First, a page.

I have no idea what the Indians will look like next year with twin towers Niamh (which I just found out Saturday is pronounced “Nieve”) Dodd (below, 1) and Alayne Felix graduating, but the Indians have been competitive the last couple of seasons and should be in the mix in some capacity.
10. Scarsdale (Class AA section semifinalists): And last but not least, we have the Raiders of Scarsdale filling out this year’s final rankings list. Much like Hen Hud, had Scarsdale not drawn such a low seed, I definitely think it could have made the section finals, only with a much tougher time.
Hen Hud should beat both Nanuet and Pelham with moderate ease, but Scarsdale going up against Clarkstown South or Mahopac would have been a different story. Even now — Nov. 23 — I still see think that there was so much potential with this Scarsdale team that it just couldn’t put it all together for the run I was expecting it to make.
The Raiders will have a killer hitting combo returning next year in Tatiana Tiangco (left, 3), who set a new single-season program kills record this year (307), and Kristine Fink, who finished with the best hitting percentage on the team, although the loss of setter Michelle Li will be a massive blow. I’m expecting big things from the Raiders next year, but for now, it’s basketball season.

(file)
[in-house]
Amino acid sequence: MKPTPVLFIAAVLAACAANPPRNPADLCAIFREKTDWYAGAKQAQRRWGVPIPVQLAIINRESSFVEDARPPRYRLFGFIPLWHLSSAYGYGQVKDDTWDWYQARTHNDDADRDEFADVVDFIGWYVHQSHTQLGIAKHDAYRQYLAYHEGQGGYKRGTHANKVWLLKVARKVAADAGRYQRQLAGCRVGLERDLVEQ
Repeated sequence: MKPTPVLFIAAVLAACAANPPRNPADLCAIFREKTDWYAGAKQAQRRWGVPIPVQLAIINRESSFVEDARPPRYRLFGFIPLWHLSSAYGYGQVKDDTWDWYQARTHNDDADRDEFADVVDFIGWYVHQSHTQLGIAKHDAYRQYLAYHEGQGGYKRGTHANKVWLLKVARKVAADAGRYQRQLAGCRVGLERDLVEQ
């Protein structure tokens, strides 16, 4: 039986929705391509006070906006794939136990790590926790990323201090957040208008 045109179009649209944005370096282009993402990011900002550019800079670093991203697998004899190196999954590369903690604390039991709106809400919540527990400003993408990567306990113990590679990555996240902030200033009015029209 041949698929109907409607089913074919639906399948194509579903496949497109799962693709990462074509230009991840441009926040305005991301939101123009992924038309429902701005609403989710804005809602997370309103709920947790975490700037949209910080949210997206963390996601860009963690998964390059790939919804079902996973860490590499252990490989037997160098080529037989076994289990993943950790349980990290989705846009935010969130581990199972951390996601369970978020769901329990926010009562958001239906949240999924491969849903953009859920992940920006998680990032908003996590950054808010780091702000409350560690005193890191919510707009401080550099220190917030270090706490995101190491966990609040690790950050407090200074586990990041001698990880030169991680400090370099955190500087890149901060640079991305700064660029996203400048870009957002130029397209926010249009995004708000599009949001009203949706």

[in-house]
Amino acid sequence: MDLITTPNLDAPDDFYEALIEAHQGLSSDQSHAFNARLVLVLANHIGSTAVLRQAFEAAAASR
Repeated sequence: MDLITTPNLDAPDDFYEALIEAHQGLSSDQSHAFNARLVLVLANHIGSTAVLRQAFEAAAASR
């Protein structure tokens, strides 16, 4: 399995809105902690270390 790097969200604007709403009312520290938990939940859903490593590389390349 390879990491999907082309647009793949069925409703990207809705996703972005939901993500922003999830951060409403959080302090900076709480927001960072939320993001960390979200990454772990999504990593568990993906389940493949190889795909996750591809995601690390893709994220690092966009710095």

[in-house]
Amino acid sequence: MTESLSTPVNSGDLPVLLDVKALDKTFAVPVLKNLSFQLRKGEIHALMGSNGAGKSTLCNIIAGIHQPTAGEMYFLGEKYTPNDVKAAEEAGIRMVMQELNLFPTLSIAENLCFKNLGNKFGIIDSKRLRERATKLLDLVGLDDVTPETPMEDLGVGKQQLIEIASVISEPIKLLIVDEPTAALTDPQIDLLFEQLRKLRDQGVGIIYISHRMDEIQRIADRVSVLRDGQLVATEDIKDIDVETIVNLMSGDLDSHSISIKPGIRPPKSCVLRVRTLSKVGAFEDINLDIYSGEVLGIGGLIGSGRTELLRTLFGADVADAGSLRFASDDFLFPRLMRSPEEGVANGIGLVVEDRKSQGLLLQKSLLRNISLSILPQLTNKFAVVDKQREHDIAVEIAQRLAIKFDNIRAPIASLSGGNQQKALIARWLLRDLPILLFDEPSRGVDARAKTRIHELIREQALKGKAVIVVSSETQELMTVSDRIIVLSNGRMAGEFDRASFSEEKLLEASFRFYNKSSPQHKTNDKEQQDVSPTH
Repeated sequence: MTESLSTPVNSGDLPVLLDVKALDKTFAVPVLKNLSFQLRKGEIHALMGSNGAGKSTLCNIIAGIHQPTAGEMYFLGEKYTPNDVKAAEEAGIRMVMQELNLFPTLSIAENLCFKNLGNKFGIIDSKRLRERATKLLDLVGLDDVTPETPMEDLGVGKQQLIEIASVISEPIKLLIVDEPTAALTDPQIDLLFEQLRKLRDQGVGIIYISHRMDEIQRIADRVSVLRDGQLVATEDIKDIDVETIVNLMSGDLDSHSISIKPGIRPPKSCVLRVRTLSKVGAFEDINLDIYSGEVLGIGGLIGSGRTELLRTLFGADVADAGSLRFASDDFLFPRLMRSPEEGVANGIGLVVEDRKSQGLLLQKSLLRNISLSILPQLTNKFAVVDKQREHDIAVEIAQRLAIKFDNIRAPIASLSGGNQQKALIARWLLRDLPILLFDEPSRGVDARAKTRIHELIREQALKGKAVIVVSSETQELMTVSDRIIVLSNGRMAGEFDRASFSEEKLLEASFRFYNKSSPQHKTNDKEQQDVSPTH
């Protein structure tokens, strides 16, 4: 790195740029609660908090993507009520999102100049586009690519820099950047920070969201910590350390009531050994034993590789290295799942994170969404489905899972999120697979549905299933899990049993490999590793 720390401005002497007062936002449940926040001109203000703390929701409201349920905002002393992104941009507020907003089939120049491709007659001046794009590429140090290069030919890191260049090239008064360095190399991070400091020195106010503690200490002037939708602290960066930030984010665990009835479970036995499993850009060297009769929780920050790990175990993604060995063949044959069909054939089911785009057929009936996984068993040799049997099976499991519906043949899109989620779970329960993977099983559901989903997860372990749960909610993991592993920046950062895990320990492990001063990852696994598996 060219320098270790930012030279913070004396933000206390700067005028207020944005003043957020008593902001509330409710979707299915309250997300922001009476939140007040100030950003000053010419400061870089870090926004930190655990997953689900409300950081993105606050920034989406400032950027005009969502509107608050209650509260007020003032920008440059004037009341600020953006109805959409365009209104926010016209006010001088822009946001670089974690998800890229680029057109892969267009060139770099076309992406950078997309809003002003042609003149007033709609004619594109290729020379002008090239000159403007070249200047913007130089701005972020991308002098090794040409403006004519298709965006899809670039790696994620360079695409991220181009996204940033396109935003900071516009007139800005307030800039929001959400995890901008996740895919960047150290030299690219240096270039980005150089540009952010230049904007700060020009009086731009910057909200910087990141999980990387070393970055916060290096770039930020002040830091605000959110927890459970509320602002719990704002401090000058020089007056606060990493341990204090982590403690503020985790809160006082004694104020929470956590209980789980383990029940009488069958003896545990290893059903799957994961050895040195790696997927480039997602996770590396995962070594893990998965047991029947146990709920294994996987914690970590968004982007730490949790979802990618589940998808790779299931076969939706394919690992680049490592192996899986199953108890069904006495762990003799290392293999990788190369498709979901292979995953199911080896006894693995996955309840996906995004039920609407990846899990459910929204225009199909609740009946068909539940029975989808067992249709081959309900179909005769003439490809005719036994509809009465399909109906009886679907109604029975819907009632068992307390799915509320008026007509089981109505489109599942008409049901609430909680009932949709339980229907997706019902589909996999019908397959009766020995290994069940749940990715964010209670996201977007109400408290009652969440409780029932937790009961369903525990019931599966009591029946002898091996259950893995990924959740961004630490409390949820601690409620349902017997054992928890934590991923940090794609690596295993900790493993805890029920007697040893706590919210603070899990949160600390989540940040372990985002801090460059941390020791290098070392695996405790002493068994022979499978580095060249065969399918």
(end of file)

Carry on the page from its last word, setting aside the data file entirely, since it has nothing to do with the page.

For those of you who play (or have daughters who play) basketball, I’ll see you back out on the courts the next few months. My preseason 2015 rankings should be up later tonight. Once the all-state teams and Lohud all-stars are announced — early December — the blog will slow down significantly. I will try to get a couple of posts up per month until next year rolls around so that you have some blog chow to feast on.
If you (or your daughter) commits to a college for next season — even if she is not playing volleyball — please let me know with an email at email@example.com. Thank you for an incredible season. You guys are the best.